Beet the Best: Crop losses and clamp design stump growers

The third round of the Beet the Best competition looked at harvesting strategy and storage techniques. Adam Clarke reports.

Many growers are underestimating the potential crop losses at harvest and there is confusion on clamp design for cold and warm conditions, according to responses in the third round of the competition.

BBRO trials carried out over the last 10 years show that losses amount to an average 2.5t/ha.

“Beet can be left in the ground, over topped and also cut off at the bottom of the root, which all contributes to losses,” said Paul Bee, British Sugar’s agricultural communications manager. “We have seen growers that have lost up to 8t/ha, more than the value of harvesting costs.”

Growers should ensure that the beet harvester is set up correctly to minimise losses, whether it’s their own machinery or a contractor’s, said Mr Bee.

“It’s in the grower’s interests to ensure harvesting is managed correctly and that adjustments are made to suit field and crop conditions to reduce the damage to the crop,” he added.

Constructing a clamp during mild conditions for short-term storage usually occurs during the early part of the season, and some entrants confused the correct formation with one that would be more ideal in colder conditions, later in the season.

“A long ‘A’-shaped clamp no more than 6m wide would be the perfect early season clamp construction,” said Stephen Wilcockson, senior lecturer in crop production at Newcastle University.

“It provides the maximum surface area, which stops heat building up within the clamp, whereas later in the season, a clamp 2.5m-high, 8m-wide, with bale walls and a pallet base would be more appropriate,” said Dr Wilcockson.

Agronomic questions had very few incorrect responses from contestants, although there was some confusion when identifying the symptoms of boron deficiency, which results in the blackening and shrivelling of heart leaves and eventually heart rot.

All but two contestants were able to identify violet root rot in the picture round, which is an increasing problem, said Mark Stevens, crop protection group leader at Brooms Barn Research Centre.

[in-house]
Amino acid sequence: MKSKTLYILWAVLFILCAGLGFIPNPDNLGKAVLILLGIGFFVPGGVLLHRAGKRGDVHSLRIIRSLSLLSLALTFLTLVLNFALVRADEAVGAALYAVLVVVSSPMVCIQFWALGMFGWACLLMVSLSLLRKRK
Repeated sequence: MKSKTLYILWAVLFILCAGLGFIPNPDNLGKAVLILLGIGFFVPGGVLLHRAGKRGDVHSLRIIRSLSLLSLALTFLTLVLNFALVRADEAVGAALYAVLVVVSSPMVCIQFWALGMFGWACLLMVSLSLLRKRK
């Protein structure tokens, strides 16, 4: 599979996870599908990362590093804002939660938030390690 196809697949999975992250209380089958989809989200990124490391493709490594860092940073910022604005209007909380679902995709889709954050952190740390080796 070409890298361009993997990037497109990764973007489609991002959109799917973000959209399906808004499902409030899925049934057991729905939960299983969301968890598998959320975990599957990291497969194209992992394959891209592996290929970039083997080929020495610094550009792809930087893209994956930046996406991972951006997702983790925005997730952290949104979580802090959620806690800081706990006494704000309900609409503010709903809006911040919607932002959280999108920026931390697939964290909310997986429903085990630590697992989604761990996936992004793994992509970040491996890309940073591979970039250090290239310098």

“This year we put out an extra bulletin, as the mild autumn seemed to favour the disease,” said Dr Stevens. “Currently there are no chemicals or genetics to control it, so growers need to be vigilant.

“It’s encouraging that it’s well recognised, with wider rotations the only way to reduce disease levels currently. Carrots and potatoes are also hosts, so that should be considered where they are grown,” he explained.

Loss of beet quotas welcome

The loss of sugar beet quotas as part of the reform of the EU sugar regime could lead to a bright future, say some entrants.

The final round of the competition included an open question relating to the challenges facing the sugar industry in the UK if quotas were removed and possible solutions.

Removal of quotas was deemed to be a potentially positive move in the long term, with the current system restricting production and reducing competitiveness of the UK industry, said one entrant.

Price volatility leading to a lack of confidence to invest was a concern raised by another entrant, with the UK industry currently having limited capacity to expand.

“The increasing demand for sugar beet as an energy source is seen as an opportunity beyond quota, to increase production with a market in place.”

One entrant pointed out that, “although the removal of quota would be a positive move, it would be wise to have a transitional period to allow the industry to put the correct infrastructure and business models in place to cope with an increase in production”.


Beet the best logoMore than 80 teams have been battling it out in the Beet the Best competition in four categories, including grower groups, individual growers, agronomists and individual youth entrants.

Winners will win an all-expenses paid trip to look at sugar beet production in both northern and southern Spain, and will see spring and autumn sown sugar beet crops in their respective areas.

The winners will be announced later this month. For more information, visit our dedicated Beet the Best page

The rounds

Round 1: Preparation

Round 2: Crop protection

Round 3: Harvest/delivery

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